A fantastic tribute to The Rite of Spring at UNC leads the university arts programming season | Fall Guide | Indy Week

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A fantastic tribute to The Rite of Spring at UNC leads the university arts programming season



"It was one of those things you never think of happening," says Severine Neff, the Eugene Falk Distinguished Professor of Music at the University of North Carolina.

"It" is The Rite of Spring at 100, Carolina Performing Arts' wildly ambitious, orgiastic celebration of one of the signal works of modern culture, Igor Stravinsky's explosive 1913 musical composition and the ballet that accompanied it.

Neff inadvertently sparked the idea in 2008 in a moment of pique while talking with Emil Kang, the director of Carolina Performing Arts. Neff had hoped to interest Kang in performances marking an important anniversary in the work of Arnold Schoenberg, another Modernist composer who, she says, "was the nemesis of Stravinsky."

When Kang rejected the proposal, the Schoenberg scholar threw up her hands and exclaimed, "Oh, just do The Rite of Spring!"

"From her mouth, to me," says Kang, finishing the story but declining credit for the idea—even as Neff insists that the series is "really Emil's baby." Clearly, it took more than one person to put together the biggest, most expensive university performing arts series the Triangle will have ever seen. Of the $3 million budget, just $500,000 is expected to come from ticket sales. The Mellon Foundation awarded $750,000 last year to support the series and related course work. The remaining $1.75 million is being raised from private donors.

But an entire year focused on The Rite of Spring? Why should you care? Experiencing even one of the events inspired by this walloping piece of music in this year's season should convince you that you do, the "why" of it be damned. The audience rioted at the Paris premiere of Le Sacre du Printemps in May 1913, which featured the fabled Ballets Russes dancing Vaslav Nijinsky's choreography in costumes and stage design by Nicholas Roerich. Working with ancient themes and archetypes, these artists had, as the Modernist slogan goes, "made it new." Today, when we are accustomed to a pervasive atmosphere of airbrushed faux sexuality, the ferocious nature of human desire and ritual, heard in the music and seen in the dance of The Rite of Spring, can be just as stunning as it must have been in the City of Light on the final night of La Belle Epoque. The music has remained a powerful influence on other artists throughout the intervening years and, in an almost preternatural way, lends itself to the enterprise of being remade—made new again—by other musicians and dancers. Just last year, for instance, Duke Performances commissioned jazz trio The Bad Plus to tear apart and remake the score, and the result nearly blew the roof off Reynolds Theater at its premiere.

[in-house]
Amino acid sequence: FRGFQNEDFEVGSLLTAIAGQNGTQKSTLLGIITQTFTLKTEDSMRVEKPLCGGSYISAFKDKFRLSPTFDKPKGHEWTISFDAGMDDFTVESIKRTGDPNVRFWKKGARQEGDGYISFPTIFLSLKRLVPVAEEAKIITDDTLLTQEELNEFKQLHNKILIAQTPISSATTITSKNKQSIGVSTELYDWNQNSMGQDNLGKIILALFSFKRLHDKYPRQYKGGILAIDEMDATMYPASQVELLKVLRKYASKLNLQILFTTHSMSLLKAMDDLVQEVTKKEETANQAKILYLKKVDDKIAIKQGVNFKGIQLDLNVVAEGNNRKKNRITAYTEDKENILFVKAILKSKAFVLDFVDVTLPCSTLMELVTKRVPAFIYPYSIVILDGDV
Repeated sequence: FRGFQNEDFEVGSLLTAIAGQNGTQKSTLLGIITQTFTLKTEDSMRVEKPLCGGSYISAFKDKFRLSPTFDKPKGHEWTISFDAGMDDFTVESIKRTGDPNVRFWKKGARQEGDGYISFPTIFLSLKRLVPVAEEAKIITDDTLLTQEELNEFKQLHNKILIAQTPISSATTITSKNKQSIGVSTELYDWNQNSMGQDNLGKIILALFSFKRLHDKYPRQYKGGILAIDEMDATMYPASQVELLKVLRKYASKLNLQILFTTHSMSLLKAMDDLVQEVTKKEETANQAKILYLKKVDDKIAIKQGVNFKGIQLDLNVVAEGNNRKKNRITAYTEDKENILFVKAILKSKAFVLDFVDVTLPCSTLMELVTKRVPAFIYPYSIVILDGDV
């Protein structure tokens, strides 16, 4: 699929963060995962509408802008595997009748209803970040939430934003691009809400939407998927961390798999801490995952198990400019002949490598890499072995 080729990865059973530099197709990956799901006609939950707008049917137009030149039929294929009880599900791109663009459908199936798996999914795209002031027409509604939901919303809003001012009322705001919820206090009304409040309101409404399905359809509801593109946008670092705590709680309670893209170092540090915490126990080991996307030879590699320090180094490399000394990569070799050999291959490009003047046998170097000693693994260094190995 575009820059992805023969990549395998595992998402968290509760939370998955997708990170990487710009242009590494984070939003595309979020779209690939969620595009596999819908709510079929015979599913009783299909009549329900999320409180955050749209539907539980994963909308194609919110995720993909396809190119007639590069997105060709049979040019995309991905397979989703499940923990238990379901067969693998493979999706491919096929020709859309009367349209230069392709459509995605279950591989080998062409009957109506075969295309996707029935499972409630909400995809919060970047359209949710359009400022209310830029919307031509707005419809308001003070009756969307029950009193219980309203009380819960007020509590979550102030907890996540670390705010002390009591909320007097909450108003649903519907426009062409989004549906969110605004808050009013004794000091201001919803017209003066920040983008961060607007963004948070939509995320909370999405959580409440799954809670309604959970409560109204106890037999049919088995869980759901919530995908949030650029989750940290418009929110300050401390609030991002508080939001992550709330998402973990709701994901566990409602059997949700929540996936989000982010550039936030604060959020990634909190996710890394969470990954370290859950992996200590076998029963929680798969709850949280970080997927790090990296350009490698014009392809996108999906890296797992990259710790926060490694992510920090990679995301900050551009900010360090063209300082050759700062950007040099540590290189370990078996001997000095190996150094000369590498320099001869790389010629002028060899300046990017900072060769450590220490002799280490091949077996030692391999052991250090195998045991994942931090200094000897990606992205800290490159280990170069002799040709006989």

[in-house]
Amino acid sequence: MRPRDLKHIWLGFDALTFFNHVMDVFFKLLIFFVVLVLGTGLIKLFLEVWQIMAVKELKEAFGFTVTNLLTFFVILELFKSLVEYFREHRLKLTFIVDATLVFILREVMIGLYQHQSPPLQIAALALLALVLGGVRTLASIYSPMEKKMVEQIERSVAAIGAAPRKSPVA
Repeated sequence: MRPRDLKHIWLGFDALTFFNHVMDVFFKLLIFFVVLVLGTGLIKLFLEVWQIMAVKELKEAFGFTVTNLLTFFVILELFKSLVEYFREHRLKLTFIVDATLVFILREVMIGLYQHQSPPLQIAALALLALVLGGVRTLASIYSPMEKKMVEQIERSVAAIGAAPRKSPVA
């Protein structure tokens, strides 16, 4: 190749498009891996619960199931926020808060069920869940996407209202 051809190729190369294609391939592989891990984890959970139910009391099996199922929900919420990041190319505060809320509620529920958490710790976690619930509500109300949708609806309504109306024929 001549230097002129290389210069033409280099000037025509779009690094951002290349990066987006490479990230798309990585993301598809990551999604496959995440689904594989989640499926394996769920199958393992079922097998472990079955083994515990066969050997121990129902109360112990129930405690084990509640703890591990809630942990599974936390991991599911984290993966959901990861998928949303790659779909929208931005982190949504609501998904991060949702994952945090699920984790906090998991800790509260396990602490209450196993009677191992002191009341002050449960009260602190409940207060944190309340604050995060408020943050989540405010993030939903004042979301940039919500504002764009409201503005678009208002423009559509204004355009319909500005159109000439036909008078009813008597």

There is nothing that compares to being present when a new artwork makes its first public appearance, and audiences will have many opportunities to experience that exhilaration in The Rite at 100 series. Carolina Performing Arts has commissioned 12 new works that will premiere in UNC's Memorial Hall.

"Commissioning is one of the most important things we do," says Kang. Protected economically under the aegis of the university, "we have an obligation to forward the arts. Art should be studied, but also made."

The first of these commissioned premieres is also the priciest ($59–$139): The Silk Road Ensemble with Yo-Yo Ma will play Sept. 30 and Oct. 1. Taking inspiration from Roerich, the original designer of Stravinsky's ballet, who traveled widely in Central Asia, the Uzbeki-born composer Dmitri Yanov-Yanovsky has written Sacred Signs, based on Roerich's poetry and inspired by the folk tunes Stravinsky used in The Rite.

Carolina Performing Arts has also commissioned visual artist Hilary Leben to create the accompanying video component. The rest of the program should be at least as wonderful, and almost as new, with recent works by Vijay Iyer, John Zorn and Colin Jacobsen.

If you can't quite make that ticket price, go for the incredible deal on Nov. 16, when for as little as $19 you can hear the sizzling string quartet Brooklyn Rider, with special guests Gabriel Kahane and Shara Worden. They'll play Stravinsky, Bartok, new works by their guests and by John Zorn, as well as a new piece by violinist Colin Jacobsen, with choreography by John Heginbotham.

Or, if you crave cello, but sadly can't afford Yo-Yo, try the avant-garde "CelloOpera" Elsewhere, with Maya Beiser, cello, and vocalist Helga Davis ($25). Not part of The Rite at 100, this concert is part of Carolina Performing Arts' "ordinary" programming featuring fabulous concerts of all types, from the deeply emotional violinist Joshua Bell; to The Punch Brothers with Chris Thile, mandolin; to Brazilian singer-songwriter Gilberto Gil and Cuban pianist Chucho Valdés; to a Beethoven program by the Orchestre Révolutionnaire et Romantique, with the Monteverdi Choir.